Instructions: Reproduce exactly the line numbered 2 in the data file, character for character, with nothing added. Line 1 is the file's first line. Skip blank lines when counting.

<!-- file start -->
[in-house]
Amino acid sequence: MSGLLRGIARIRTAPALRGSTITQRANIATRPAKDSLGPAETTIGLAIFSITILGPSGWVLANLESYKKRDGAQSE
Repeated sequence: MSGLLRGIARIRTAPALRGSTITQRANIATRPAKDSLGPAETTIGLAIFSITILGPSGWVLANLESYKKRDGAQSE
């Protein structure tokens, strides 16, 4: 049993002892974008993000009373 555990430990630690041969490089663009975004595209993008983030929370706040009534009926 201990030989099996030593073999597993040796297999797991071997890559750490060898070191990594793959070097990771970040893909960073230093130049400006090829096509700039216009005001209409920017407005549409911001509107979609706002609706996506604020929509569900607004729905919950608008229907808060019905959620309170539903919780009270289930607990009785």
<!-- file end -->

Amino acid sequence: MSGLLRGIARIRTAPALRGSTITQRANIATRPAKDSLGPAETTIGLAIFSITILGPSGWVLANLESYKKRDGAQSE